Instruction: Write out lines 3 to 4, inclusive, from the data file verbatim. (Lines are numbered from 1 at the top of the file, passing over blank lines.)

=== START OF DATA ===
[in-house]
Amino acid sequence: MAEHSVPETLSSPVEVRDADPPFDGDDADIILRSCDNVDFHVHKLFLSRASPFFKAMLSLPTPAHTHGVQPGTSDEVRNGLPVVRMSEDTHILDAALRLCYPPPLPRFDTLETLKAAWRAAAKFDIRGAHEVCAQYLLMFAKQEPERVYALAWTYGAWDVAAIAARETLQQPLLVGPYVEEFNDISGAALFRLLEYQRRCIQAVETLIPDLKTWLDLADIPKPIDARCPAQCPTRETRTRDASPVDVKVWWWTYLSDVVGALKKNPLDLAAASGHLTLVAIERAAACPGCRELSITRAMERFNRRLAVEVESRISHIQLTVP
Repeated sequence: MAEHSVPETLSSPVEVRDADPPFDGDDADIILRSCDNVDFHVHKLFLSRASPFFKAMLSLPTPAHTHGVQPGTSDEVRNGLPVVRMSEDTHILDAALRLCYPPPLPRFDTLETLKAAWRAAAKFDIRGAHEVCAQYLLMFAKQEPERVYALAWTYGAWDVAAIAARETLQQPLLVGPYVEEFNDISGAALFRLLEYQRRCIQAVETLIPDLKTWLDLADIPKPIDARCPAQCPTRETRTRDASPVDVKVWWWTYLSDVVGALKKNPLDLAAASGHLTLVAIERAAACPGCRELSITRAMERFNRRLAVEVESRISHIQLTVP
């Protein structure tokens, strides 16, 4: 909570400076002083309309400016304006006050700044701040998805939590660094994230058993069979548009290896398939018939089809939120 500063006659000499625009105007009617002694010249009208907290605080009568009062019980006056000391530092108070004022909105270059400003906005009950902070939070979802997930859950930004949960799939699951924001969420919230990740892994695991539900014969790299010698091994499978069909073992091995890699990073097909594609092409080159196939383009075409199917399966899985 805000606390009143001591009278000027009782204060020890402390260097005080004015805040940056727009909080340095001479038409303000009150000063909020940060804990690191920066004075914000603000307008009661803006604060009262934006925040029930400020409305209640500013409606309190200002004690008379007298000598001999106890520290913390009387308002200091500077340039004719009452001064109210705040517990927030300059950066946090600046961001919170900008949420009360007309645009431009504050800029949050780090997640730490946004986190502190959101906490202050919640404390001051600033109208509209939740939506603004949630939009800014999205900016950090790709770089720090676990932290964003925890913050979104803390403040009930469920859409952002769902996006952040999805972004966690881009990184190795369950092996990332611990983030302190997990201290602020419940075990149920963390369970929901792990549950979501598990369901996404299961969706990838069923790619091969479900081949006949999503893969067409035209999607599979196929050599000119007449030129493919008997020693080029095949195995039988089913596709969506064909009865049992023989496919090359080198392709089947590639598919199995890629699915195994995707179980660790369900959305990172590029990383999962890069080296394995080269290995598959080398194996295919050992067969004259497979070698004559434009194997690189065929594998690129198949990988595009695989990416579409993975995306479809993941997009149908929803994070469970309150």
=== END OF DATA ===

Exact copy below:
Repeated sequence: MAEHSVPETLSSPVEVRDADPPFDGDDADIILRSCDNVDFHVHKLFLSRASPFFKAMLSLPTPAHTHGVQPGTSDEVRNGLPVVRMSEDTHILDAALRLCYPPPLPRFDTLETLKAAWRAAAKFDIRGAHEVCAQYLLMFAKQEPERVYALAWTYGAWDVAAIAARETLQQPLLVGPYVEEFNDISGAALFRLLEYQRRCIQAVETLIPDLKTWLDLADIPKPIDARCPAQCPTRETRTRDASPVDVKVWWWTYLSDVVGALKKNPLDLAAASGHLTLVAIERAAACPGCRELSITRAMERFNRRLAVEVESRISHIQLTVP
């Protein structure tokens, strides 16, 4: 909570400076002083309309400016304006006050700044701040998805939590660094994230058993069979548009290896398939018939089809939120 500063006659000499625009105007009617002694010249009208907290605080009568009062019980006056000391530092108070004022909105270059400003906005009950902070939070979802997930859950930004949960799939699951924001969420919230990740892994695991539900014969790299010698091994499978069909073992091995890699990073097909594609092409080159196939383009075409199917399966899985 805000606390009143001591009278000027009782204060020890402390260097005080004015805040940056727009909080340095001479038409303000009150000063909020940060804990690191920066004075914000603000307008009661803006604060009262934006925040029930400020409305209640500013409606309190200002004690008379007298000598001999106890520290913390009387308002200091500077340039004719009452001064109210705040517990927030300059950066946090600046961001919170900008949420009360007309645009431009504050800029949050780090997640730490946004986190502190959101906490202050919640404390001051600033109208509209939740939506603004949630939009800014999205900016950090790709770089720090676990932290964003925890913050979104803390403040009930469920859409952002769902996006952040999805972004966690881009990184190795369950092996990332611990983030302190997990201290602020419940075990149920963390369970929901792990549950979501598990369901996404299961969706990838069923790619091969479900081949006949999503893969067409035209999607599979196929050599000119007449030129493919008997020693080029095949195995039988089913596709969506064909009865049992023989496919090359080198392709089947590639598919199995890629699915195994995707179980660790369900959305990172590029990383999962890069080296394995080269290995598959080398194996295919050992067969004259497979070698004559434009194997690189065929594998690129198949990988595009695989990416579409993975995306479809993941997009149908929803994070469970309150």